I wanted to share a project that we completed this weekend at "the farm." We built these these protective cages using a method that we found in Mel Bartholomew's Square Foot Gardener; page 65 in the edition that I have, in the chapter entitled "Building Boxes and Structures."
- Wood for the frame: We used 1" x 2" x 8' strips and used the hardware store's saw to cut them to our 4' length.
- Chicken Wire Mesh: we bought a 50' roll, the best value since we plan on making several of these at varying heights.
- Screws: We bought 1 3/4" wood screws
- Plastic ties: I wasn't crazy about using plastic for the attachments, from an eco-standpoint, but they're pretty darn slick and super-easy to use.
- Drill: I already own this.
- Wire snippers: I already had these as well.
- Staple Gun: If you don't have a staple gun, you could use the plastic ties which is what the book recommends. But again, I think the less plastic we use the better. Plus, by using the staple gun we were able to make our attachment a bit more snag-free which is a consideration when working with this rascally wire-mesh.
I apologize for the skip in the photographic documentation that occurs here; but we learned that it takes two to wrangle the wire mesh into submission. I'll try to document these steps when we build the next ones and provide an update to this post. But I wanted to get these photos up that I have so far, because I was pretty impressed at how quickly it went together and optimistic that they're going to be super-useful to us. They're also quite economical to build. Even purchasing the materials, I estimate that we spent about $10 in materials for each frame. But these could be even less expensive if you happen to have scrap wood around that you could re-purpose for building the frame.
Here's the gist of what we did.
- Figure out what size you want your frame to be. For our beds we wanted them to be 4 foot square so that they would sit on the lip of our 4' x 8' raised beds and cover half of the bed.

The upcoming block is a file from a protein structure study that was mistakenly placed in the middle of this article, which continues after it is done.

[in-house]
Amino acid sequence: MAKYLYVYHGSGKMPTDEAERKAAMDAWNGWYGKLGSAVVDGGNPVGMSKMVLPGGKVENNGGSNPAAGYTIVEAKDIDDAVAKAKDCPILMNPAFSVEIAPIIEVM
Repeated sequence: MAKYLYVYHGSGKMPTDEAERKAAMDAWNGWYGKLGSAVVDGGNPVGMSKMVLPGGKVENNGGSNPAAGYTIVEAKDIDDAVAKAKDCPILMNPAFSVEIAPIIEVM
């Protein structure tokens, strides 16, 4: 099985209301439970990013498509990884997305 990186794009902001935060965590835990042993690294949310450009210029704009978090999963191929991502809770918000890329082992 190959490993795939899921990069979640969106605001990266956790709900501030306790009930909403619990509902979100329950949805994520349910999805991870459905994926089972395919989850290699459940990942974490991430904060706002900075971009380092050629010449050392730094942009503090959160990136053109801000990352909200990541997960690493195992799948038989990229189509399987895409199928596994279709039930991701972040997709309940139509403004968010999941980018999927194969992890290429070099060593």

- Build your four-sided frame. I recommend that you pre-drill your holes to limit the possibility of the 1" x 2" splitting. Make your attachment with one of your wood screws.
- Cut your wire mesh to appropriate size with wire snips. For the cage pictured below, the finished height is 6 inches, so we cut two lengths of wire mesh, that were 5 feet long each, off of the roll, which is 4 feet wide.
- Prepare the chicken wire mesh. Now here's the tricky part to visualize and also the reason that I don't have good photos of these steps. The wire mesh has a mind of its own and wants to fold back on itself, but once creased will hold its shape. So we creased the mesh at 6 inches from each of the ends.
- Attach the mesh to the frames. It will really help if you enlarge the pictures below (click on them and they should open up larger in a separate window) and look closely at them. The two mesh panels are stapled to the inside of the frame.
- Once you have attached the mesh and your frame looks like the one below, you can consider yourself done, or you can cut frost cloth to size and clip on the frame as we have done.
Their reason for being: our buddy Jack! He's a digger and wreaked major havoc with a lot of our plantings last year, so we really hope that these will deter him. We'll create some method of securing them more firmly to the beds.
And here's a little closer view. If you click on the image to enlarge this, it might help you understand the construction better. Perhaps you've already got it, but I have to say I had a terrible time visualizing how the mesh was connected to the frame when I was reading about these in the book. We've strayed from his method somewhat but I hope you get the gist.
And of course, this is what it's all about, right? We were able to plant our first cold-season greens with more confidence that Jack, or raccoons, or whatever other creatures we're bothered by, won't undo our hard work.
Ta da! Now that we've built one, making more will go a lot faster. We'll make these in varying heights for the most flexibility in terms of how we'll use them. We've got enough supplies so that we should be able to make four frames of varying heights. They can be covered, or uncovered, with cloth and easily moved from bed to bed, to wherever we need a bit of added protection, shade, or pest protection.
I'd love to hear from you if you've built something like this in your garden or if you take a shot at building these. Let us all know about your project by leaving a comment on this post.